One of the terrible tragedies of the last 60 years has been the fact that so many of the world's poorest have stayed poor. Things we take for granted in the rich world, like efficient and honest government, simply do not exist. Yet Galbraith counselled India (where he was ambassador for several years) and anyone else who would listen that, in general, markets were bad and governments were good.
As for your other pet theories about capitalism--that it inevitably leads to greater freedom. How's that panning out in China, Vietnam? Even Russia appears to be slipping back into some kind of Authoritarian/Mafia state.
What African countries need, the West cannot give. In a word, what Africans need is personal liberty. That means a political system where there are guarantees of private property rights and rule of law. It's almost a no-brainer. The "2003 Index of Economic Freedom," published by the Heritage Foundation and The Wall Street Journal, lists Botswana, South Africa and Namibia as "mostly free." World Bank 2002 country per capita GDP rankings put Botswana 89th ($2,980), South Africa 94th ($2,600) and Namibia 111th ($1,700). Is there any mystery why they're well ahead of their northern neighbors, such as Mozambique 195th ($210), Liberia 201st ($150) or Ethiopia 206th ($100)?
In fact, quite the contrary has been proven. Reagan's dalliance with supply side left us with massive deficits that required ten years of tax increases (starting in his second term btw) to dig ourselves out of.
Eugene has frequently wrote about the relative virtues of regulated vs. tortious controls upon malevolent business practices.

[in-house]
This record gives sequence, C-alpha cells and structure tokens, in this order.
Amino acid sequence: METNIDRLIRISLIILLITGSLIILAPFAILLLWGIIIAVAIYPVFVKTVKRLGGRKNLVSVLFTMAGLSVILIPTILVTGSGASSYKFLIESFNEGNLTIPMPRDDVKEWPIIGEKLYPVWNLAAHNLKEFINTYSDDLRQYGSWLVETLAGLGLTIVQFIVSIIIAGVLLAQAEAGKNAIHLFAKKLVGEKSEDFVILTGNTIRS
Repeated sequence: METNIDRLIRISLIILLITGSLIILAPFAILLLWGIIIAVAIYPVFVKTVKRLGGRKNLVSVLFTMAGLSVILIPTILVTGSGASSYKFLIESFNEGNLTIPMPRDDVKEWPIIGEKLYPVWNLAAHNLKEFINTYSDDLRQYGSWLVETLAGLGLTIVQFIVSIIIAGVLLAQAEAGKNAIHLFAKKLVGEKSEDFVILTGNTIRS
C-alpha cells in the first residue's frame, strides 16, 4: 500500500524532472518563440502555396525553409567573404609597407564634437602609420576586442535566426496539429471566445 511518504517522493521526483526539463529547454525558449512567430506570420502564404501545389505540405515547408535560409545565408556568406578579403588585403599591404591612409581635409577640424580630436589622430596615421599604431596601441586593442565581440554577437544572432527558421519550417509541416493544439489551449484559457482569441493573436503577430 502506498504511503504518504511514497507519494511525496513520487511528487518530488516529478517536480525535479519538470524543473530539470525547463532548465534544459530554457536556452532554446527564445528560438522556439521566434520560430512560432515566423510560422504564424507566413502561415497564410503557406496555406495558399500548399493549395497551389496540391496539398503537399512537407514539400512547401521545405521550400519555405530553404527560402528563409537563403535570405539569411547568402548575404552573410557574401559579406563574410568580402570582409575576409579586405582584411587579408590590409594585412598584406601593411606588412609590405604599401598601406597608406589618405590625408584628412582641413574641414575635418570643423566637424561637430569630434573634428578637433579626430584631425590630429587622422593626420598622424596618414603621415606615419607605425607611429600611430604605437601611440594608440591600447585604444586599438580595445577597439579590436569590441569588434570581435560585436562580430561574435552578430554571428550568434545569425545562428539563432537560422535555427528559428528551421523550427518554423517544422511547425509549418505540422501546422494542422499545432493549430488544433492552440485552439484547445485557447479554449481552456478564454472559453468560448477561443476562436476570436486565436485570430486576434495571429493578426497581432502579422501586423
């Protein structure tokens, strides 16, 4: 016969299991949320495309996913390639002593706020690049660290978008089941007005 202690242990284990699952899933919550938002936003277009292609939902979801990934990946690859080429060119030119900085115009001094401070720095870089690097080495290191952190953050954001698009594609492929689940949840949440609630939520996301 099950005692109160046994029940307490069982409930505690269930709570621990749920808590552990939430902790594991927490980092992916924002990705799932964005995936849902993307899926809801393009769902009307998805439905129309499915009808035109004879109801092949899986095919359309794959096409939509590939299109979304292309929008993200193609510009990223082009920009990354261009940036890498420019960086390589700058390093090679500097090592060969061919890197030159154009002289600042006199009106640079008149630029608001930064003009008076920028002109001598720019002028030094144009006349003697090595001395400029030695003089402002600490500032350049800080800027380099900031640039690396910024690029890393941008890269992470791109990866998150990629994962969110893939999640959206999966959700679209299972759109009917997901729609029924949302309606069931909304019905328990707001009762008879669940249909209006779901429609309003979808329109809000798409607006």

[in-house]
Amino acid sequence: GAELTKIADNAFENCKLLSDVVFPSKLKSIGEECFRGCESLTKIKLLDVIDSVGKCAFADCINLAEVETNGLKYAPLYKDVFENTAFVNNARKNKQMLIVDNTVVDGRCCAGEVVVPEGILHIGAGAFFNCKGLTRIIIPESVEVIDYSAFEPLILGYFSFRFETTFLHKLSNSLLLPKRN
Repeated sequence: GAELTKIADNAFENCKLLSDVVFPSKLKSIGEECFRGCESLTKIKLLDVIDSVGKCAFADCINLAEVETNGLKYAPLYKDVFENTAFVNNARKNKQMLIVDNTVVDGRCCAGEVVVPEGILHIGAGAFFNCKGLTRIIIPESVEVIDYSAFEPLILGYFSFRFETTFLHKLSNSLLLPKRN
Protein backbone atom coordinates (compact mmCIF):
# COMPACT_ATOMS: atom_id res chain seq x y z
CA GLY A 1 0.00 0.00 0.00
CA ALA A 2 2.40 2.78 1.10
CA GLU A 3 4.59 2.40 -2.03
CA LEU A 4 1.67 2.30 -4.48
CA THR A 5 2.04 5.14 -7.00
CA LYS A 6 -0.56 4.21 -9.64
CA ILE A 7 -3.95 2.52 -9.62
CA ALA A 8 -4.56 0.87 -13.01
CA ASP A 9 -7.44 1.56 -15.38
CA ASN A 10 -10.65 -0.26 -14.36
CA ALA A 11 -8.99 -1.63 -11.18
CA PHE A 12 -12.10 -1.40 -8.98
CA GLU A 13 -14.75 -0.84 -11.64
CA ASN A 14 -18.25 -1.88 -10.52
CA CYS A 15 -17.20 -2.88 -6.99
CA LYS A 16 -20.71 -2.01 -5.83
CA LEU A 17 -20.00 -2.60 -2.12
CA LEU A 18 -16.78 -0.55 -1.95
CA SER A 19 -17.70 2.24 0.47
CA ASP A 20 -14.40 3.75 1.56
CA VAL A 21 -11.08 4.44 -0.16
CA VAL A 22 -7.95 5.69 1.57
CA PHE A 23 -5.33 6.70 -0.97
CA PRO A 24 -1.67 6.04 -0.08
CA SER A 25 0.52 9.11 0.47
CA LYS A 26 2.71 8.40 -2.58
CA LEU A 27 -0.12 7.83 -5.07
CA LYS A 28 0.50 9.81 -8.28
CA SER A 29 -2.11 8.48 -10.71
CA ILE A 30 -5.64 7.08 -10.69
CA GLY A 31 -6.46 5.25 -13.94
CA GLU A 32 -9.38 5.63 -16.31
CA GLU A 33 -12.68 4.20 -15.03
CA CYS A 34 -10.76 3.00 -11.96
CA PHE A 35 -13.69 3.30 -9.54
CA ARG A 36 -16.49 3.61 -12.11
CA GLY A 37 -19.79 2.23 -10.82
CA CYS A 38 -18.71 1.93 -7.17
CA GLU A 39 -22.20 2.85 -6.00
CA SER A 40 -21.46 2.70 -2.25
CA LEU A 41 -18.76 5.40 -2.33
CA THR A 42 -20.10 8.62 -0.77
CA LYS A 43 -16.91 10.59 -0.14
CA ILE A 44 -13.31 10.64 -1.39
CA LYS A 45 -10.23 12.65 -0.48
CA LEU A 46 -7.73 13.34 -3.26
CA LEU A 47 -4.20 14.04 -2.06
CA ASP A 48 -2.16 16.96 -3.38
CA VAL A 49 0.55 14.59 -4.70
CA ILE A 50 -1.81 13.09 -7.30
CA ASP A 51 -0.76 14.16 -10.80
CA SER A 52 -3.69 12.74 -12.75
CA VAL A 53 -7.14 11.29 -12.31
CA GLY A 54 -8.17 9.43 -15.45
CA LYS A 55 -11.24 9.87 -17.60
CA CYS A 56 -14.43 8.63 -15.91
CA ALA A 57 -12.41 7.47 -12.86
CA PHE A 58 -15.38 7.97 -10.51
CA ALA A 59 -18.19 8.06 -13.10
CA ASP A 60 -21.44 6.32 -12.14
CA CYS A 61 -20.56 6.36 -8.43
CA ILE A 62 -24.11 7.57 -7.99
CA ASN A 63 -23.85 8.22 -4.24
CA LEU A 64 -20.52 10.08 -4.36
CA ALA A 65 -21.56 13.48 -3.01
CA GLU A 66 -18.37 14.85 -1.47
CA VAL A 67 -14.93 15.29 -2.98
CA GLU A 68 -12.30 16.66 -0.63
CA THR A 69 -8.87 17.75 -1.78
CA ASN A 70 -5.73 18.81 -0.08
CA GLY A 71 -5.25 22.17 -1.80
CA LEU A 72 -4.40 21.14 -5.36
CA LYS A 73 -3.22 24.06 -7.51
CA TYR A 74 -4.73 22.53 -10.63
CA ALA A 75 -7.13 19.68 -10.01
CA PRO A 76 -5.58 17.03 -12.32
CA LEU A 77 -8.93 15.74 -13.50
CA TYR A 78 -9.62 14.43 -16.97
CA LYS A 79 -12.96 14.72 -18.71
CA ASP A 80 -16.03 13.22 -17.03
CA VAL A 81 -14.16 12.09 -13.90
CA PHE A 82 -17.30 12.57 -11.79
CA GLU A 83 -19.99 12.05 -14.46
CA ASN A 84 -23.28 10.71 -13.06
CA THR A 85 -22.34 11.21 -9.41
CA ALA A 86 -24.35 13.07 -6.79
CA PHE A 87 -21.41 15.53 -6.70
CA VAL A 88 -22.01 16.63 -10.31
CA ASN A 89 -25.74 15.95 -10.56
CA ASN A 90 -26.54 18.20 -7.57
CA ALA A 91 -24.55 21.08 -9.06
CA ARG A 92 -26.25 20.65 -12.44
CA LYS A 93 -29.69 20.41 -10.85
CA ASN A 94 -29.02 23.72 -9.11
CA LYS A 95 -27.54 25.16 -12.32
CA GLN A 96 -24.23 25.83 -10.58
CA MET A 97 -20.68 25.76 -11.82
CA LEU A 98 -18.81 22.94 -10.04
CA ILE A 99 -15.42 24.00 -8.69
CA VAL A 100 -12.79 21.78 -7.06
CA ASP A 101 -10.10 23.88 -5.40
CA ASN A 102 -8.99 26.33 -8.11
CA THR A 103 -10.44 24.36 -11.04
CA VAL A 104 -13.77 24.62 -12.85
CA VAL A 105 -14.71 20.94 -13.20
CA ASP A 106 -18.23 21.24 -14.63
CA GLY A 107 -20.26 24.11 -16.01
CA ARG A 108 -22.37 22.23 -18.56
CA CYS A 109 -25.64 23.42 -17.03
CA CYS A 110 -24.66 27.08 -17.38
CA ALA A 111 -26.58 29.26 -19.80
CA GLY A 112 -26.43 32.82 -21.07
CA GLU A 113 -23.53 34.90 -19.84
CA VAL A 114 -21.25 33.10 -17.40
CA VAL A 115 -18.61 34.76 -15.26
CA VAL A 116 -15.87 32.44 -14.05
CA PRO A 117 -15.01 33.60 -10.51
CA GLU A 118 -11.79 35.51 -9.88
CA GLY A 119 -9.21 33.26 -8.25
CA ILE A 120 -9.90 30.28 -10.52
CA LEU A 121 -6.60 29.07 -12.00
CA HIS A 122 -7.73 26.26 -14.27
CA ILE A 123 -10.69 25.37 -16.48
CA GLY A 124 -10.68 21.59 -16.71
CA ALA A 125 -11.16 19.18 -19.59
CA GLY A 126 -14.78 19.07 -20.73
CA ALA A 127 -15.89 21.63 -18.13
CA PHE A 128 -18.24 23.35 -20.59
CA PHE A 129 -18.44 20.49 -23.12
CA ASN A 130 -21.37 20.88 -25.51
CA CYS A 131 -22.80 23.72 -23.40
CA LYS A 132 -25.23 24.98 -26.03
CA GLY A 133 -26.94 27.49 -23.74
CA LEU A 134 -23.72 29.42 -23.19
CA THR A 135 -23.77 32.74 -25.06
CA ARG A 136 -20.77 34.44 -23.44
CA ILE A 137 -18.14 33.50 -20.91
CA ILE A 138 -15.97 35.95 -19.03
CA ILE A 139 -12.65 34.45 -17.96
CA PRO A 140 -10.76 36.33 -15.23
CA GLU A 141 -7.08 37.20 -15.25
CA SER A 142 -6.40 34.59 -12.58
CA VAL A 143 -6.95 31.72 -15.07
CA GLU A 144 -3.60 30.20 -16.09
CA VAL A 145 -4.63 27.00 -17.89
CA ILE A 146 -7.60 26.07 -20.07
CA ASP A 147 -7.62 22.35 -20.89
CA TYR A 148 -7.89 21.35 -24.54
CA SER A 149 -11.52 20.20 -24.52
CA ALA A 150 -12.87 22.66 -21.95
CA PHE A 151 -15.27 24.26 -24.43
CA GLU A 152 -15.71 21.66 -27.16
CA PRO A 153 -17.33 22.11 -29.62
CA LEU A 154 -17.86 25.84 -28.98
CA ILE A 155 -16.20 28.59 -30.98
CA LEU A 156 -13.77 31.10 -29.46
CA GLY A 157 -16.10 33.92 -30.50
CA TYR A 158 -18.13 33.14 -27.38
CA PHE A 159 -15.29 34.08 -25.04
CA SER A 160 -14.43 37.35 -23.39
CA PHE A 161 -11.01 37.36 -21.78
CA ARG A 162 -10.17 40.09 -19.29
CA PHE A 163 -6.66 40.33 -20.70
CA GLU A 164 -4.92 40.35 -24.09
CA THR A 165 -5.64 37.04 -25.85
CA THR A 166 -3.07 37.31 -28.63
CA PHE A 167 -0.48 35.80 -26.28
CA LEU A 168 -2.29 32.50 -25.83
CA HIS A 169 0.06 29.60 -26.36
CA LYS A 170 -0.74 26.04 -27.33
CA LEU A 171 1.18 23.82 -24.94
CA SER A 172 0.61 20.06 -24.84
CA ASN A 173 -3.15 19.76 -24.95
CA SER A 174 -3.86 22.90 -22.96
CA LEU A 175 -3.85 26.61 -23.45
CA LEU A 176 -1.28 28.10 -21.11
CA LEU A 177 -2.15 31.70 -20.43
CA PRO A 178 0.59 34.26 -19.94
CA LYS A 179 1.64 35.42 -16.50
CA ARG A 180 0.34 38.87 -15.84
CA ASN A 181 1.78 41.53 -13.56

Maybe I've missed them, but if he thinks that the tort system is more efficient, he is even more whacked out than I thought.
Galbraith wrote a good little book on stock market manias and the Great Depression. His version of the story still holds up despite the attempts of free market revisionists to do for the Great Depression what the 1960's left-wing revisionists tried to do for the Cold War. Conventional wisdom is, every once in a while, accurate.
[P]ragmatic libertarianism sounds like an oxymoron to me.
[S]omeone who claims to be a libertarian, yet draws his paycheck from a state agency.
And if I could pick the winning lotto number every week, I would be a billionaire.
That barb was pointed directly at Eugene, not you. I find it the height of hypocracy that the great libertarians in the blogosphere (Eugene, Glenn Reynolds, and although I don't read her much but I assume she is a libertarian as much as Eugene cites her fondly, Ann Althouse) are all law professors at public universities.